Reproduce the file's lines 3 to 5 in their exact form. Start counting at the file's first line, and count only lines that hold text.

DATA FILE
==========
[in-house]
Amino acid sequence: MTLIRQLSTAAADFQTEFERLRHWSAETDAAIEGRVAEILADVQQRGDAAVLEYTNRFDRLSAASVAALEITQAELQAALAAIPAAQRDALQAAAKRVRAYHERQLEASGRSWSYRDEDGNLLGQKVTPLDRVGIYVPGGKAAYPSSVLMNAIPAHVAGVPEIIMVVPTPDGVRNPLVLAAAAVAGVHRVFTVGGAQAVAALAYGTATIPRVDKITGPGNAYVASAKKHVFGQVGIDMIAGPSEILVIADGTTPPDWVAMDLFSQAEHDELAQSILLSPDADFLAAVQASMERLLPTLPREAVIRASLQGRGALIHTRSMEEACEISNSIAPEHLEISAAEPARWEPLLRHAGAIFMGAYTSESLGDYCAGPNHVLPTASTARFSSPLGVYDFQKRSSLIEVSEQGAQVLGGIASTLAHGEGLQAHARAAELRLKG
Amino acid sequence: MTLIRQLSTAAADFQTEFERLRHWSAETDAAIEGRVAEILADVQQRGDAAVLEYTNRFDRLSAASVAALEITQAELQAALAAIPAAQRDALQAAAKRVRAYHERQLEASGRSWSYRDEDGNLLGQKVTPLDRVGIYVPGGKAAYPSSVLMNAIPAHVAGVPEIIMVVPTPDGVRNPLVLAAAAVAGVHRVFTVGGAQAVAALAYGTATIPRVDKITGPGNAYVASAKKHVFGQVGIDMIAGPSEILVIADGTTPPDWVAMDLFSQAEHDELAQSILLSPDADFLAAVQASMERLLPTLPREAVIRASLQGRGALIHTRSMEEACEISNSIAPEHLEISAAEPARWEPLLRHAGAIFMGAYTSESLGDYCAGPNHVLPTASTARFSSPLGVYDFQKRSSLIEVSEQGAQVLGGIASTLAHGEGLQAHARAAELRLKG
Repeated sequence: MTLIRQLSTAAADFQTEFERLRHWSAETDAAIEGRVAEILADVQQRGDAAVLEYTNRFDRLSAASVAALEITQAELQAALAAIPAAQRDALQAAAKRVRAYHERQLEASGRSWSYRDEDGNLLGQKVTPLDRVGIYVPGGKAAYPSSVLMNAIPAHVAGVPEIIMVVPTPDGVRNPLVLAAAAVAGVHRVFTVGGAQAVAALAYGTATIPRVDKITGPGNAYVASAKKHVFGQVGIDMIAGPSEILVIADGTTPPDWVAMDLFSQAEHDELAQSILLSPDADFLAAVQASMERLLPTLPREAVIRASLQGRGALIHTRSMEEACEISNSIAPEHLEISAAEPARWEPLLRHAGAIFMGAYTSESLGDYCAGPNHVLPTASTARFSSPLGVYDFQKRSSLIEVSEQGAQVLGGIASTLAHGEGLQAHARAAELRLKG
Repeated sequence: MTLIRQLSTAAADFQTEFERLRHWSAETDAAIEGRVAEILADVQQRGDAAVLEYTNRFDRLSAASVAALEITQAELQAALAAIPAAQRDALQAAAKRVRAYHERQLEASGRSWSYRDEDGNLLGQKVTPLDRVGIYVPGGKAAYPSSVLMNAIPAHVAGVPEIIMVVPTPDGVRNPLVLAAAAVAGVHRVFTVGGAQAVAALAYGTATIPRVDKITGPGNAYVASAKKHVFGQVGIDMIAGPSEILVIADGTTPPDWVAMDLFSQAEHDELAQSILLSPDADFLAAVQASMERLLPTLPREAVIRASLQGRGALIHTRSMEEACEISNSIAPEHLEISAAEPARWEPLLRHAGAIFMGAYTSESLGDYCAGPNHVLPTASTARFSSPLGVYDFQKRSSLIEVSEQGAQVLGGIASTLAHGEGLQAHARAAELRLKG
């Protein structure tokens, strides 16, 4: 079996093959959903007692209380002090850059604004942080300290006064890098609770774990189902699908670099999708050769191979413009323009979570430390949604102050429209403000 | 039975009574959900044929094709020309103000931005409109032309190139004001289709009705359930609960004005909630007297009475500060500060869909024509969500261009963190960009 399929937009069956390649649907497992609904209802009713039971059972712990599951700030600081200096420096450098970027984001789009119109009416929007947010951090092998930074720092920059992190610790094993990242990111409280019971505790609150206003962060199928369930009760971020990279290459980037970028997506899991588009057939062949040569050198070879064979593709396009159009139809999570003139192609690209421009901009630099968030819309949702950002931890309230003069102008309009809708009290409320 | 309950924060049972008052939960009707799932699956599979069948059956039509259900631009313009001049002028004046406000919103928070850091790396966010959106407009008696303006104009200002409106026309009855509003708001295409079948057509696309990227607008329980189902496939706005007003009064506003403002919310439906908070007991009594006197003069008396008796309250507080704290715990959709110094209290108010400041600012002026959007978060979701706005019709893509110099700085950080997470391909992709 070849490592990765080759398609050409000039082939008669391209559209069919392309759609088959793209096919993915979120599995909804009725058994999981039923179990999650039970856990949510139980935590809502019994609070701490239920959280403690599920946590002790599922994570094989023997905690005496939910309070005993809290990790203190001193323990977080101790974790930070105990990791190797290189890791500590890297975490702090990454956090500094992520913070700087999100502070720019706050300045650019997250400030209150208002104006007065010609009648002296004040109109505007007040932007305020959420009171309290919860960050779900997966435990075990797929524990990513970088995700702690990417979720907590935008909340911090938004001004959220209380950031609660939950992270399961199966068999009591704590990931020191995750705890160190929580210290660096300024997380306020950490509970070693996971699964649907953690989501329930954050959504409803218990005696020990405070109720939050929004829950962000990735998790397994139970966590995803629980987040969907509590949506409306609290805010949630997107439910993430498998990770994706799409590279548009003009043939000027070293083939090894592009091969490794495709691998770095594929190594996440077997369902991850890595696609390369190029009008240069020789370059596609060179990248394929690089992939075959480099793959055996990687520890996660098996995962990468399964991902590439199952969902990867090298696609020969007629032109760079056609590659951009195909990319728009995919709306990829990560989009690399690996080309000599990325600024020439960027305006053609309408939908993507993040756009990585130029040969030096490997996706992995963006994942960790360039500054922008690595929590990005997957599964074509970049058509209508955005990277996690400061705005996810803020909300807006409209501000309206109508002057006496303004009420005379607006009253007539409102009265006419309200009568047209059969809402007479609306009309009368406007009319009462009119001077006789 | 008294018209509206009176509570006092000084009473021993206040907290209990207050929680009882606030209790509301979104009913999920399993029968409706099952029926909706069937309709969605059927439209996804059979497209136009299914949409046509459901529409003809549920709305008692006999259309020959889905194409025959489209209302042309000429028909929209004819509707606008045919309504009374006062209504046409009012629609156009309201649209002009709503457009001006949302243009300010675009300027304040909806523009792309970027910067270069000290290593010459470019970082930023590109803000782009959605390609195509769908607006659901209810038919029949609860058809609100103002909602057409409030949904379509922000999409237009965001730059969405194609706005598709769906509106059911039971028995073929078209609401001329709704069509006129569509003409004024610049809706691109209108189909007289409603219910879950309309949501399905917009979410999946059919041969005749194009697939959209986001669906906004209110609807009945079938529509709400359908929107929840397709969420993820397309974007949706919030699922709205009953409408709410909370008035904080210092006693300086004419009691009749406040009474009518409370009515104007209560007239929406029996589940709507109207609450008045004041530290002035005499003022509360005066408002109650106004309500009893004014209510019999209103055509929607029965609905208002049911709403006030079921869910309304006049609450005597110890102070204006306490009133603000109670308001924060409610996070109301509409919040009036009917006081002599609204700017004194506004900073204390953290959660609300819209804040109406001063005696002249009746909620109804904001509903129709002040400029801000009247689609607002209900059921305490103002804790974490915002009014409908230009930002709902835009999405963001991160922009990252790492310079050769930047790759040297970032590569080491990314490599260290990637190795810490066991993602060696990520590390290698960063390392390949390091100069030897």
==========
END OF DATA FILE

Amino acid sequence: MTLIRQLSTAAADFQTEFERLRHWSAETDAAIEGRVAEILADVQQRGDAAVLEYTNRFDRLSAASVAALEITQAELQAALAAIPAAQRDALQAAAKRVRAYHERQLEASGRSWSYRDEDGNLLGQKVTPLDRVGIYVPGGKAAYPSSVLMNAIPAHVAGVPEIIMVVPTPDGVRNPLVLAAAAVAGVHRVFTVGGAQAVAALAYGTATIPRVDKITGPGNAYVASAKKHVFGQVGIDMIAGPSEILVIADGTTPPDWVAMDLFSQAEHDELAQSILLSPDADFLAAVQASMERLLPTLPREAVIRASLQGRGALIHTRSMEEACEISNSIAPEHLEISAAEPARWEPLLRHAGAIFMGAYTSESLGDYCAGPNHVLPTASTARFSSPLGVYDFQKRSSLIEVSEQGAQVLGGIASTLAHGEGLQAHARAAELRLKG
Repeated sequence: MTLIRQLSTAAADFQTEFERLRHWSAETDAAIEGRVAEILADVQQRGDAAVLEYTNRFDRLSAASVAALEITQAELQAALAAIPAAQRDALQAAAKRVRAYHERQLEASGRSWSYRDEDGNLLGQKVTPLDRVGIYVPGGKAAYPSSVLMNAIPAHVAGVPEIIMVVPTPDGVRNPLVLAAAAVAGVHRVFTVGGAQAVAALAYGTATIPRVDKITGPGNAYVASAKKHVFGQVGIDMIAGPSEILVIADGTTPPDWVAMDLFSQAEHDELAQSILLSPDADFLAAVQASMERLLPTLPREAVIRASLQGRGALIHTRSMEEACEISNSIAPEHLEISAAEPARWEPLLRHAGAIFMGAYTSESLGDYCAGPNHVLPTASTARFSSPLGVYDFQKRSSLIEVSEQGAQVLGGIASTLAHGEGLQAHARAAELRLKG
Repeated sequence: MTLIRQLSTAAADFQTEFERLRHWSAETDAAIEGRVAEILADVQQRGDAAVLEYTNRFDRLSAASVAALEITQAELQAALAAIPAAQRDALQAAAKRVRAYHERQLEASGRSWSYRDEDGNLLGQKVTPLDRVGIYVPGGKAAYPSSVLMNAIPAHVAGVPEIIMVVPTPDGVRNPLVLAAAAVAGVHRVFTVGGAQAVAALAYGTATIPRVDKITGPGNAYVASAKKHVFGQVGIDMIAGPSEILVIADGTTPPDWVAMDLFSQAEHDELAQSILLSPDADFLAAVQASMERLLPTLPREAVIRASLQGRGALIHTRSMEEACEISNSIAPEHLEISAAEPARWEPLLRHAGAIFMGAYTSESLGDYCAGPNHVLPTASTARFSSPLGVYDFQKRSSLIEVSEQGAQVLGGIASTLAHGEGLQAHARAAELRLKG